Synopses & Reviews
What's a girl to do when, en route to a romantic getaway, her best beau announces they're through? If she's Deneen Wilkerson, she politely asks the chump to drop her at the airport, boards a plane to St. Louis, seeks out the mother she hasn't seen since disco was king, and begins her nervous breakdown.
Haynes [has] talents as a truly comic writer and observer of pop culture.(The Washington Post Book World,The Washington Post Book World,01/07/1999)
One of the [years] smartest books."-
A wildly funny, realistic look at beauty pageants, sibling rivalry, self-esteem, and growing up...Highly recommended. Chicago Tribune
One of the [year's] smartest books."- Chicago Tribune
Wickedly funny...a marvelous and easy-to-read book that won't disappoint. Library Journal - Library Journal
Haynes [has] talents as a truly comic writer and observer of pop culture. Quarterly Black Review - Quarterly Black Review
David Haynes “strikes out from the Waiting to Exhale formula” (Newsday) in a “hilarious” (Publishers Weekly), “consistently on-target” novel (Kirkus Reviews) about faithless boyfriends, spoiled siblings, preteen beauty queens, and Whitney Houston wannabes.
Reading Group Guide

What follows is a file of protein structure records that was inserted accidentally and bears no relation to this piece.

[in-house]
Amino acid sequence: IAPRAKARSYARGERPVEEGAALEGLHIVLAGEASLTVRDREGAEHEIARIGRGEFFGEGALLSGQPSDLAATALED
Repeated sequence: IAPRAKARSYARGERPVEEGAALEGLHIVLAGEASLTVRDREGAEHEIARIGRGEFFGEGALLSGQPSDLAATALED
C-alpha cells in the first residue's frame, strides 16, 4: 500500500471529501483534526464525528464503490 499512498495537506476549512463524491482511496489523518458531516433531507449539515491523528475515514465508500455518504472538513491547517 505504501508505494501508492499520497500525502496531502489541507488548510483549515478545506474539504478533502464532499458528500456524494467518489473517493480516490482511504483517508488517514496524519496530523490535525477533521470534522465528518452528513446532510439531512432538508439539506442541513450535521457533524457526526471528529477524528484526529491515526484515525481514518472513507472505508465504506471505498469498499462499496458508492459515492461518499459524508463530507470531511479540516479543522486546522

Q> When Calvin dumps her, Deneen considers knocking his narrow behind through the windshield, cussing him out, or saying "talk to me sugar." Why does she choose none of these options? Do you think that getting dumped by Calvin is the real source of her depression or is there more going on? Q> Deneen says that Reina is not the mother she remembers. Can she accept the mother that Reina is now? Why do you think her mother doesn't demand an explanation for her visit? Why does she let her daughter hide in the cellar? Deneen has avoided her family for years. Why does she go home now? How does Reina finally help her come upstairs and out into the world again? Q> Are Deneen's outrageous eating habits a sign of her depression or does she simply appreciate a good hors d'oeuvre? Do you think Deneen is happy being a big, buxom woman in a time when thin is in? Our heroine most surely does discover her sexuality in St. Louis. Why now? Q> What is Ciara's problem? Is this child a typical pre-teen or the kind of brat who would trip a fat girl to win a beauty contest? Does Ciara deserve to have her hair cut off in the middle of the night or is Deneen out of control? Is some of their conflict just plain old sibling rivalry? Is Deneen right about Ciara being bulimic? Q> Deneen describes herself as a successful advertising maven, so why do you think she takes the money from her mother's wallet? Is it possible that she's reliving a little of her rebellious youth? When Reina tells her that Ciara is stealing the money, Deneen doesn't admit the truth right away. Why do you think she finally does? Q> Deneen says that just when she's close to getting an answer to what life is all about, "it dissolves into a puddle of contradictions." She's against beauty pageants, yet in her business, she uses women to sell products. Do you think this is a contradiction? What about her relationship with Mark? How can she date him knowing his involvement in the American Dream Girls Franchise? Q> Besides the fact that the feminine hygiene ad campaign is hilarious, what is the significance of working on this particular product for Deneen? Why is she so against her boss's idea of using blonde women running on the beach in the ad? How does this ad campaign relate to her view of herself? Do you think Reina's reasons for allowing Ciara to be in the beauty pageant are understandable? Q> Besides giving her Tina Turner hair, how does Hawkins help her? Do you think it's believable that Deneen would become friends with Calvin when she finally returns to her own home? Do you think Deneen's sense of humor is a defense against being hurt or is she just a funny woman? Why can Deneen finally return to her life? Copyright (c) 1999. Published by Harcourt, Inc.